Cynthia Clark Harvey's List of Graphic Novel Must-Reads (Before You Check Out This Year's Bestsellers)
Welcome back to Explicitly Graphic, a monthly column by Cynthia Clark Harvey (who's working on a graphic novel of her own). From time to time, Harvey will review graphic novels, talk to artists, and dive into the scene of all things explicitly graphic. Today, she talks about a few novels she's catching up on before she tackles this year's list of best sellers.
Book covers from Amazon.com
Two months into 2013, I'm still tearing through books from 2012. With my teensy little OCD tendencies, I can't quite embrace the 2013 crop of graphic novels until I've made an attempt to get at some of the most interesting from the year before.
Here are five books, which are recent arrivals to my library and/or attention. In the order in which I read, which is the order in which I got them from the library, they are:
5. Dotter of Her Father's Eyes by Mary Talbot (script) and Bryan Talbot (illustration); Dark Horse Books
An autobiography -- remember that quaint term, before everything written about oneself was a memoir? -- paired with a biography.
Mary, a noted academic with several books in print, writes in her first graphic novel about a difficult relationship with her father, a noted Joyce scholar, and parallels her own story with a history of Lucia, James Joyce's only daughter. Mary is ably accompanied in this work by illustrator/husband Bryan, an award-winning graphic novelist.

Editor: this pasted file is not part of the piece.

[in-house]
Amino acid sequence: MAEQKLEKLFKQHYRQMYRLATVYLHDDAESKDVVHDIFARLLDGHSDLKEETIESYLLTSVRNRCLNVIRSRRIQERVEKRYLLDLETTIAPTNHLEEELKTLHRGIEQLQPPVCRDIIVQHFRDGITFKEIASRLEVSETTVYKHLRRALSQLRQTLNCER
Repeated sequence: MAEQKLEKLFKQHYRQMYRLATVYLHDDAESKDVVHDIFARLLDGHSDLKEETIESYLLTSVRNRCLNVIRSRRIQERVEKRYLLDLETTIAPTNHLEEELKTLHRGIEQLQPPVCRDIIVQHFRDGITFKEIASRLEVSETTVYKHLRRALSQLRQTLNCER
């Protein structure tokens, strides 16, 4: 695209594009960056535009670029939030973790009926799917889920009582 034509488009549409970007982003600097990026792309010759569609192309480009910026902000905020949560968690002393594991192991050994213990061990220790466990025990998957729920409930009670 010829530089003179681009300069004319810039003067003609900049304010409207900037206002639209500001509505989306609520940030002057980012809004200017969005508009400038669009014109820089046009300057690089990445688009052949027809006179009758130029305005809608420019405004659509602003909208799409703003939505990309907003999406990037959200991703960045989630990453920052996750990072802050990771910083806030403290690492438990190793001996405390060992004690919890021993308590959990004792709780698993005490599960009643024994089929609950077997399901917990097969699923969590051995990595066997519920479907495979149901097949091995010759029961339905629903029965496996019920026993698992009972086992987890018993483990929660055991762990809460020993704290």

I found Mary's notes pointing out Bryan's mistakes in visualizing her text charming evidence of their collaboration. I'm looking forward to each of these authors' next comics, either alone (Bryan is working on the third volume of his Grandville series of steampunk detective thrillers) or together (Mary is now scripting a historical graphic novel).
4. My Friend Dahmer by Derf Backderf; Abrams.
My Friend Dahmer -- Derf Backderf, Abrams
Wow, wow, wow. Stunning. Disturbing. Chilling. I felt that if I were to read it in public, I'd have to put a brown paper cover on it. When we are currently asking ourselves how the profoundly disturbed can live among us and no one questions or seeks help for them, Backderf's story about his high school friend, Jeffrey Dahmer, is even more uncomfortable to read than any other story of a real-life cannibal and necrophiliac might be.
Derf's drawing style, which I was familiar with from his political cartoons, brings an unsettling sort of hyper-realism to a surreal topic -- how that weird kid you knew in high school really did turn out to be a mass murderer. In the epilogue, when his reporter wife calls to say that a guy he went to high school with is accused of being a serial killer -- Derf's second choice guess is Dahmer -- which is disturbing and telling all at once.
Now I want to go back and read Derf's 24-page comic about the same topic in 2002. Yeah, it's disturbing -- I know, I repeated that word three times -- but it's compelling, too.